Jus12
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# 49 Comments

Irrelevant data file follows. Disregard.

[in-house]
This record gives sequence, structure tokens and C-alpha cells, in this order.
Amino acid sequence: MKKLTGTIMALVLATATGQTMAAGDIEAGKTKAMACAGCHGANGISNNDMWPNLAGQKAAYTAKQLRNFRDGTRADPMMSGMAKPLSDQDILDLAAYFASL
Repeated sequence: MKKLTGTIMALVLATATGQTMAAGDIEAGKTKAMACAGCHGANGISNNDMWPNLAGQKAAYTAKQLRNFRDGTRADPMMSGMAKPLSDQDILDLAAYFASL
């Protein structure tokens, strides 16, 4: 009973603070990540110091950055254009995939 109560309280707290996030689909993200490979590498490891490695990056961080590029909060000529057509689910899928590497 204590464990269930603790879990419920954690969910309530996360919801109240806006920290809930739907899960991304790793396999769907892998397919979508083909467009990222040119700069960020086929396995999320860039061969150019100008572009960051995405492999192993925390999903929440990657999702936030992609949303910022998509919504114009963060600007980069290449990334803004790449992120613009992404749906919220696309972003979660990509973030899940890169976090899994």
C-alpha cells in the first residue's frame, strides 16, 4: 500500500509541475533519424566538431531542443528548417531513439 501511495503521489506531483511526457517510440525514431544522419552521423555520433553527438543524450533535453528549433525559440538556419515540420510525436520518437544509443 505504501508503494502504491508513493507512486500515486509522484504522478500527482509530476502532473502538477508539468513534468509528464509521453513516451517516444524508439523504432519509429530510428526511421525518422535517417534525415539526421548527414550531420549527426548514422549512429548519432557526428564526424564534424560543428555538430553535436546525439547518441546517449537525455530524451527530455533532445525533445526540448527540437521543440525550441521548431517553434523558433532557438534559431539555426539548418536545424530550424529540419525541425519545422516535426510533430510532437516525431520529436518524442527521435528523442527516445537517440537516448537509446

Apr 18 comment If a rotating ball gets disintegrated to dust or energy what happens to its angular momentum? @CuriousOne I could reword it to say "converted to energy" if that makes it correct. What is the mechanism through which electromagnetic radiation carries angular momentum? Mar 23 comment Are water waves (i.e. on the surface of the ocean) longitudinal or transverse? We could consider the dots as "leaves" places throughout the medium. In that case I'd say its fairly accurate. Feb 21 comment What makes us think we can actually detect gravitational waves? The "sticky beads" argument (en.m.wikipedia.org/wiki/Sticky_bead_argument) claims that gravitational waves do impart energy in the form of heat to objects it passes through. Feb 11 comment Can space have angular momentum that can be transfered to/from physical objects? Any comments on the rotating mass question? Nov 24 comment Is the observable region of the universe within the event horizon of a super-massive black hole? I'm not able to see how the answer rules out the possibility that we are inside the event horizon of a blackhole that is extremely massive (with event horizon close to a trillion trillion light years, ignoring for the moment the number of Fermions needed for that). Wouldn't space be almost flat and the curvature measurements will be in line with what we observe? Oct 4 comment How can Ohm's law be correct if superconductors have 0 resistivity? So how many such "laws" are only approximations? Is gravitational law also like that? Sep 7 comment How can a singularity in a black hole rotate if it's just a point? Why a ring and not a disc? Even a disc can have angular momentum and the velocity of a rotating disc need not be as high as that of a rotating ring to keep the same angular momentum. In this regard, a disc is more optimal than a ring. (assuming optimal implies lowest angular velocity). May 16 comment What exactly is Electromagnetic Radiation? I meant a great circle on the sphere where the wave's intensity is maximum May 16 comment What exactly is Electromagnetic Radiation? One thing I don't understand is that the waves should really die out as the move out in a phere at inverse square rate. I am assuming you meant that at a large distance the "surface of the wave" appears flat. This is analogous to a 2D wave from a pebble dropped in a pond. Does a single wave generated due to one oscillation have a preferred plane of propagation in the surrounding sphere or is it uniform in all directions? May 15 comment Do quarks really exist? What is "something else that could be like a quark"? If it quacks like a duck and walks like a duck then it is a duck. May 15 comment Does black hole formation contradict the Pauli exclusion principle? Does it mean that Pauli's principle does not prohibit particles occupying the same state, but rather it says that there will be a resistance when this is forced upon the particles (a kind of repulsion/pressure). Aug 11 comment Do all black holes have a singularity? @Jerry Schirmer. My error.. I meant "the event-horizon for a blackhole of equivlent mass", not the event horizon itself. Jun 27 comment on what fundamental force is a black hole based on? I think gravity is the inward force but what is the outward force that keeps it from collapsing to a singularity? (some theories say that the singularity does not exist) May 5 comment Would we feel the rotation of a rotating habitat? I should add that he only have his senses to rely on. Apr 5 comment Can a neutron star compress until it's converted to a black hole? is it a coincidence that degeneracy pressure of neutron stars is enough to keep it outside the Schwarzschild radius? Apr 2 comment Can we prove that the universe is finite or infinite? not necessarily. the universe could be a fractal. en.m.wikipedia.org/wiki/Olbers'_paradox Mar 19 comment Given that matter cannot escape a black hole, how did the big bang produce the universe we see today? wouldn't energy also attract itself due to gravity even if there was no matter in the beginning? Jan 13 comment Is there a way to create an artificial solar eclipse? "it would take an object the size of the moon to totally block out its light" is not entirely true. At the distance of the moon, it would indeed take an object the moons size. At half the distance, it would take half the size object (in diameter). If the blocking object is extremely close to the earth's surface, It would need to be much smaller. A large dense cloud can often block the sun completely. However atmosphere scattering would probably not make it completely dark. Nov 16 comment Is the CMB rest frame special? Where does it come from? Actually, the answer is to "where the photons come from", and not "where does the rest frame come from"? Oct 11 comment What makes us think we can actually detect gravitational waves? I think the trampoline argument may not be 100% accurate. In that, we are travelling on the wave, while in the question, the wave goes through the car as well. In the trampoline example, the car itself would be distorted as per the distortion of the trampoline.